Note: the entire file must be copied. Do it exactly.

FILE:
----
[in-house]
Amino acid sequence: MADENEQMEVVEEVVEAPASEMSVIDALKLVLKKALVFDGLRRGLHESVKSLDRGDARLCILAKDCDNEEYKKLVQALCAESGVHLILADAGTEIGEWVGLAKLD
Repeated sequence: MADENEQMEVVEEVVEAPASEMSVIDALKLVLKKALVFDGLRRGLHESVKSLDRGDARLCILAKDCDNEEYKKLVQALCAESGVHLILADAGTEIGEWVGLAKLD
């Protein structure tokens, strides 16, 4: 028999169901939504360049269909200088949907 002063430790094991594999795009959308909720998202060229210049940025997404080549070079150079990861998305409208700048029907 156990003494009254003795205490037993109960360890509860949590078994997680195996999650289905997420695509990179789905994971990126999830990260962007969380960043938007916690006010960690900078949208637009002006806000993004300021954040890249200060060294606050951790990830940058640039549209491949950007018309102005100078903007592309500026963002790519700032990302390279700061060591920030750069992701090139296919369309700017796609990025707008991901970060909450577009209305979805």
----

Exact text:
[in-house]
Amino acid sequence: MADENEQMEVVEEVVEAPASEMSVIDALKLVLKKALVFDGLRRGLHESVKSLDRGDARLCILAKDCDNEEYKKLVQALCAESGVHLILADAGTEIGEWVGLAKLD
Repeated sequence: MADENEQMEVVEEVVEAPASEMSVIDALKLVLKKALVFDGLRRGLHESVKSLDRGDARLCILAKDCDNEEYKKLVQALCAESGVHLILADAGTEIGEWVGLAKLD
């Protein structure tokens, strides 16, 4: 028999169901939504360049269909200088949907 002063430790094991594999795009959308909720998202060229210049940025997404080549070079150079990861998305409208700048029907 156990003494009254003795205490037993109960360890509860949590078994997680195996999650289905997420695509990179789905994971990126999830990260962007969380960043938007916690006010960690900078949208637009002006806000993004300021954040890249200060060294606050951790990830940058640039549209491949950007018309102005100078903007592309500026963002790519700032990302390279700061060591920030750069992701090139296919369309700017796609990025707008991901970060909450577009209305979805």